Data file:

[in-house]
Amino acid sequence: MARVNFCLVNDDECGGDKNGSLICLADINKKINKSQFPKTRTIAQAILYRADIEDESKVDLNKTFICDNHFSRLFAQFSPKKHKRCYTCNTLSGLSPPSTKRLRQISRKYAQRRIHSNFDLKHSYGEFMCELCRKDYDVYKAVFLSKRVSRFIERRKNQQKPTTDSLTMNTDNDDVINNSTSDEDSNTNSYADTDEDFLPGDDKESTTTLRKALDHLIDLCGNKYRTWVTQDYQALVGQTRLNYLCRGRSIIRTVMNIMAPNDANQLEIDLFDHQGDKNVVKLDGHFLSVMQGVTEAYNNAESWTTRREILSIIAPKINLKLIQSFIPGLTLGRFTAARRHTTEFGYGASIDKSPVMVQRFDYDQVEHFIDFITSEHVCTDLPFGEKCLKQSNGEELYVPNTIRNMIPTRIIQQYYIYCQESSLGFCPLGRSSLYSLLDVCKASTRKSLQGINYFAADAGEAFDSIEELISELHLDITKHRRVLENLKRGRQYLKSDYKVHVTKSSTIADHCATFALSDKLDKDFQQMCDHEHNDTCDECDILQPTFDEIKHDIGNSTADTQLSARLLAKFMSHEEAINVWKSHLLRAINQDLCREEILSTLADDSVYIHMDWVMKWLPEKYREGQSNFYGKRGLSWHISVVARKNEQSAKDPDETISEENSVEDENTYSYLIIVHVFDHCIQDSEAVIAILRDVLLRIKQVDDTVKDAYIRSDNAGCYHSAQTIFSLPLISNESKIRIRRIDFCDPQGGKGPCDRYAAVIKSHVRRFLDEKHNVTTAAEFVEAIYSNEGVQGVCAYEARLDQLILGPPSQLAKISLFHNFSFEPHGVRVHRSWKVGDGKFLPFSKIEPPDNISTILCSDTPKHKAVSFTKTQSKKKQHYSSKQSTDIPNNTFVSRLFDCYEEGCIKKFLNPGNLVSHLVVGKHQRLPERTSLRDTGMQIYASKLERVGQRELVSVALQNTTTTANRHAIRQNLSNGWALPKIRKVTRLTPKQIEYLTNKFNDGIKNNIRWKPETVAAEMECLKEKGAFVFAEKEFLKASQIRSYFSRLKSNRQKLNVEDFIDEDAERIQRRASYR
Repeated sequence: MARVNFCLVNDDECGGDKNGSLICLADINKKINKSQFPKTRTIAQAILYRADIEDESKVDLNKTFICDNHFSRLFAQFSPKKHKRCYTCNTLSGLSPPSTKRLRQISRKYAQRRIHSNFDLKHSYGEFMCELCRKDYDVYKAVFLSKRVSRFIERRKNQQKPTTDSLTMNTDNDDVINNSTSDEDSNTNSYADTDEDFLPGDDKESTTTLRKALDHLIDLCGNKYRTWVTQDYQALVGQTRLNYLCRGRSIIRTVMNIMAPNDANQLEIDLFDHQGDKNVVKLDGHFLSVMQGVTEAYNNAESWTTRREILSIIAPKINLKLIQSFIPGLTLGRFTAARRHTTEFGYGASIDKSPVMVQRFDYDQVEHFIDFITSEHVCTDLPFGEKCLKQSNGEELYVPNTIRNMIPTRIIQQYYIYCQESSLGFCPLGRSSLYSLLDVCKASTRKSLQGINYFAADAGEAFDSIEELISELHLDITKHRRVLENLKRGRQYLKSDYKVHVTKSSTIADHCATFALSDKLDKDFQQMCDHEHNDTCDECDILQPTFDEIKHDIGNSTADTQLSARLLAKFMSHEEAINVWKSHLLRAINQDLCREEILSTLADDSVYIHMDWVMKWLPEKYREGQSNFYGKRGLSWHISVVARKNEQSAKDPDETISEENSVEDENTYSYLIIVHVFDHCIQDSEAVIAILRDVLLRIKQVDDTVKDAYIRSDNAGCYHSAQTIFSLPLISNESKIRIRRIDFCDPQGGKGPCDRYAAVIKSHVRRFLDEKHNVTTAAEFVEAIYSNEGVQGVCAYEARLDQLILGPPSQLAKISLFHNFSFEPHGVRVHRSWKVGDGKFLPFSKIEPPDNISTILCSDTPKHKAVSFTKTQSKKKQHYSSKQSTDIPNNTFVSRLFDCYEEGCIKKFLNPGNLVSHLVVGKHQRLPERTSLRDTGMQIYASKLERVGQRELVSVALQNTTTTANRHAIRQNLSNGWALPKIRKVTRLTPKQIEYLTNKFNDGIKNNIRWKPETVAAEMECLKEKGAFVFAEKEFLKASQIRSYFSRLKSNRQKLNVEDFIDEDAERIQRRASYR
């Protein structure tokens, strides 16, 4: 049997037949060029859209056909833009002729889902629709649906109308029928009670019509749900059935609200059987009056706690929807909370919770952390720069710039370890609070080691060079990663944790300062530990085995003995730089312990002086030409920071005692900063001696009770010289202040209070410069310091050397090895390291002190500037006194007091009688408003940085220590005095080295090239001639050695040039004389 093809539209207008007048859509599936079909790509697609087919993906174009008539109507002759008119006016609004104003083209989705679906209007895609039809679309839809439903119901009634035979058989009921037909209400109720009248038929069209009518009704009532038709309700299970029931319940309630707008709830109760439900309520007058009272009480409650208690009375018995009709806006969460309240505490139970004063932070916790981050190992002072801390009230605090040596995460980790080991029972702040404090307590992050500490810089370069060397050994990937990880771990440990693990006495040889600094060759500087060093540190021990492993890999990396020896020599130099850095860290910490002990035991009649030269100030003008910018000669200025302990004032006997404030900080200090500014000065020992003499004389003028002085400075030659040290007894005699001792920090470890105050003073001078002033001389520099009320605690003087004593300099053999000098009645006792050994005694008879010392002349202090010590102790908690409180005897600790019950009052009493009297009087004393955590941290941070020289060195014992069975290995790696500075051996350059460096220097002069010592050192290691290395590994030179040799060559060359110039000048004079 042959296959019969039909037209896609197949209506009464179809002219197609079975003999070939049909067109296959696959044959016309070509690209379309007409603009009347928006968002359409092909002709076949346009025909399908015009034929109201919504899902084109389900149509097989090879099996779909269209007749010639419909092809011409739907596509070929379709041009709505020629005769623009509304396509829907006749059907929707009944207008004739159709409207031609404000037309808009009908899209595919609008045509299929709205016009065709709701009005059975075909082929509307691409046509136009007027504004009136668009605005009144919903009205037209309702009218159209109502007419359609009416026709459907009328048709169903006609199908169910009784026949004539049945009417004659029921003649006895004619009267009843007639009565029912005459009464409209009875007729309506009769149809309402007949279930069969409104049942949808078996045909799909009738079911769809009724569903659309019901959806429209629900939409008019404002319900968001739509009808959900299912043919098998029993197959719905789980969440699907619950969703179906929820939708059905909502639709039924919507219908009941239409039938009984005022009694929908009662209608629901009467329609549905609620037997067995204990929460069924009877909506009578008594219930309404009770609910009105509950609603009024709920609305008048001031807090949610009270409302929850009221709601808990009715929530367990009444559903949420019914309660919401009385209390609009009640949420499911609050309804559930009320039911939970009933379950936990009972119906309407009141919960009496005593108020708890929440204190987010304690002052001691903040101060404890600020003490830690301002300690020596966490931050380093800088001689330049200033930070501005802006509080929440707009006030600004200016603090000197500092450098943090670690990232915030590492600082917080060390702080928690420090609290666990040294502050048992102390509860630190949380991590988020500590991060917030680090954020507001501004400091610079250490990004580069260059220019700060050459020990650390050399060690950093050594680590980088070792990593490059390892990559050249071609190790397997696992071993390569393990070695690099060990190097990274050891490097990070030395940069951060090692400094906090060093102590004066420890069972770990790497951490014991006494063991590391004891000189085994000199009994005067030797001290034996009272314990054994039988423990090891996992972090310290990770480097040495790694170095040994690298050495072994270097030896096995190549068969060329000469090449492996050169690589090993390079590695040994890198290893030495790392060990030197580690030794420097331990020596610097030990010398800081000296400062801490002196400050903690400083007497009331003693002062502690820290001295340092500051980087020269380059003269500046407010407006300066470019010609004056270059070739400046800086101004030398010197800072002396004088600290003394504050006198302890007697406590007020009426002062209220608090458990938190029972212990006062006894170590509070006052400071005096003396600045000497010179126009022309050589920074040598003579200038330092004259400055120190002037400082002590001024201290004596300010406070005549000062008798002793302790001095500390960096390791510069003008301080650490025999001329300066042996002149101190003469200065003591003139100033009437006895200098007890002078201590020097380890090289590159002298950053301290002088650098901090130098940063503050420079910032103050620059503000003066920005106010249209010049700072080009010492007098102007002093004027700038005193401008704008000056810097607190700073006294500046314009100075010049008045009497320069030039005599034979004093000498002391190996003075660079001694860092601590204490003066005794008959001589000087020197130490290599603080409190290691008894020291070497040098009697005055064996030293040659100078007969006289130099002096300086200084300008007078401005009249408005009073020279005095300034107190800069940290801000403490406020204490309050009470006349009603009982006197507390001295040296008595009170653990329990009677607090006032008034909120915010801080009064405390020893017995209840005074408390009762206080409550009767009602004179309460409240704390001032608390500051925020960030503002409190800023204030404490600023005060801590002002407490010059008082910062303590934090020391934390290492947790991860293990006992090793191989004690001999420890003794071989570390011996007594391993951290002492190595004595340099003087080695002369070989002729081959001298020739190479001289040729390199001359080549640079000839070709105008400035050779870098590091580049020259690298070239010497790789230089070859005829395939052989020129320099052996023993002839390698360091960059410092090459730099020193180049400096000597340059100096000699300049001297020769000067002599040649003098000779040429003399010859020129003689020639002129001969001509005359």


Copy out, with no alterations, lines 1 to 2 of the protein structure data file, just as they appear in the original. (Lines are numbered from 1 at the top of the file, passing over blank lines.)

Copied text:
[in-house]
Amino acid sequence: MARVNFCLVNDDECGGDKNGSLICLADINKKINKSQFPKTRTIAQAILYRADIEDESKVDLNKTFICDNHFSRLFAQFSPKKHKRCYTCNTLSGLSPPSTKRLRQISRKYAQRRIHSNFDLKHSYGEFMCELCRKDYDVYKAVFLSKRVSRFIERRKNQQKPTTDSLTMNTDNDDVINNSTSDEDSNTNSYADTDEDFLPGDDKESTTTLRKALDHLIDLCGNKYRTWVTQDYQALVGQTRLNYLCRGRSIIRTVMNIMAPNDANQLEIDLFDHQGDKNVVKLDGHFLSVMQGVTEAYNNAESWTTRREILSIIAPKINLKLIQSFIPGLTLGRFTAARRHTTEFGYGASIDKSPVMVQRFDYDQVEHFIDFITSEHVCTDLPFGEKCLKQSNGEELYVPNTIRNMIPTRIIQQYYIYCQESSLGFCPLGRSSLYSLLDVCKASTRKSLQGINYFAADAGEAFDSIEELISELHLDITKHRRVLENLKRGRQYLKSDYKVHVTKSSTIADHCATFALSDKLDKDFQQMCDHEHNDTCDECDILQPTFDEIKHDIGNSTADTQLSARLLAKFMSHEEAINVWKSHLLRAINQDLCREEILSTLADDSVYIHMDWVMKWLPEKYREGQSNFYGKRGLSWHISVVARKNEQSAKDPDETISEENSVEDENTYSYLIIVHVFDHCIQDSEAVIAILRDVLLRIKQVDDTVKDAYIRSDNAGCYHSAQTIFSLPLISNESKIRIRRIDFCDPQGGKGPCDRYAAVIKSHVRRFLDEKHNVTTAAEFVEAIYSNEGVQGVCAYEARLDQLILGPPSQLAKISLFHNFSFEPHGVRVHRSWKVGDGKFLPFSKIEPPDNISTILCSDTPKHKAVSFTKTQSKKKQHYSSKQSTDIPNNTFVSRLFDCYEEGCIKKFLNPGNLVSHLVVGKHQRLPERTSLRDTGMQIYASKLERVGQRELVSVALQNTTTTANRHAIRQNLSNGWALPKIRKVTRLTPKQIEYLTNKFNDGIKNNIRWKPETVAAEMECLKEKGAFVFAEKEFLKASQIRSYFSRLKSNRQKLNVEDFIDEDAERIQRRASYR